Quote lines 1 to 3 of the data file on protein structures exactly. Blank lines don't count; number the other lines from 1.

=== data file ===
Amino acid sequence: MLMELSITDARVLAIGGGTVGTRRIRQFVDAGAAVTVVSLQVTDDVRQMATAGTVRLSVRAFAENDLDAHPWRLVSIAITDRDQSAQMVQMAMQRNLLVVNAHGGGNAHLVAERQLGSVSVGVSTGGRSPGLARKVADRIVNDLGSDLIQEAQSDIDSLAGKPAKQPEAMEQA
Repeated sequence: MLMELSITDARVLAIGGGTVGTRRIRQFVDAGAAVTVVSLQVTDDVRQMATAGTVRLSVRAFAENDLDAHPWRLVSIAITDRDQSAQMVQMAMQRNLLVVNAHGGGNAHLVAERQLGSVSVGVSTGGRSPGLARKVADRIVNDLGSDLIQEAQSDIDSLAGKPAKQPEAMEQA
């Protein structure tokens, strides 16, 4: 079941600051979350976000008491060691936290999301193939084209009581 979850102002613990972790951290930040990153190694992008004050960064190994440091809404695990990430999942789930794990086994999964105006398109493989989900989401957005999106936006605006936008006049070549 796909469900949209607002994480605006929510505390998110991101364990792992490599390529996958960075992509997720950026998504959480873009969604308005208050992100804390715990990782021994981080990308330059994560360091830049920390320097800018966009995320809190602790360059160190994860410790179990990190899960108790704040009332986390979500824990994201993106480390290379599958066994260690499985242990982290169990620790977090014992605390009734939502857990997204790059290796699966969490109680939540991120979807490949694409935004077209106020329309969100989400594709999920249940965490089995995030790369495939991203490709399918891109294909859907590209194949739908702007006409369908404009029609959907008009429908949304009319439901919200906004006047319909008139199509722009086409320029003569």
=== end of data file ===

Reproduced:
Amino acid sequence: MLMELSITDARVLAIGGGTVGTRRIRQFVDAGAAVTVVSLQVTDDVRQMATAGTVRLSVRAFAENDLDAHPWRLVSIAITDRDQSAQMVQMAMQRNLLVVNAHGGGNAHLVAERQLGSVSVGVSTGGRSPGLARKVADRIVNDLGSDLIQEAQSDIDSLAGKPAKQPEAMEQA
Repeated sequence: MLMELSITDARVLAIGGGTVGTRRIRQFVDAGAAVTVVSLQVTDDVRQMATAGTVRLSVRAFAENDLDAHPWRLVSIAITDRDQSAQMVQMAMQRNLLVVNAHGGGNAHLVAERQLGSVSVGVSTGGRSPGLARKVADRIVNDLGSDLIQEAQSDIDSLAGKPAKQPEAMEQA
């Protein structure tokens, strides 16, 4: 079941600051979350976000008491060691936290999301193939084209009581 979850102002613990972790951290930040990153190694992008004050960064190994440091809404695990990430999942789930794990086994999964105006398109493989989900989401957005999106936006605006936008006049070549 796909469900949209607002994480605006929510505390998110991101364990792992490599390529996958960075992509997720950026998504959480873009969604308005208050992100804390715990990782021994981080990308330059994560360091830049920390320097800018966009995320809190602790360059160190994860410790179990990190899960108790704040009332986390979500824990994201993106480390290379599958066994260690499985242990982290169990620790977090014992605390009734939502857990997204790059290796699966969490109680939540991120979807490949694409935004077209106020329309969100989400594709999920249940965490089995995030790369495939991203490709399918891109294909859907590209194949739908702007006409369908404009029609959907008009429908949304009319439901919200906004006047319909008139199509722009086409320029003569």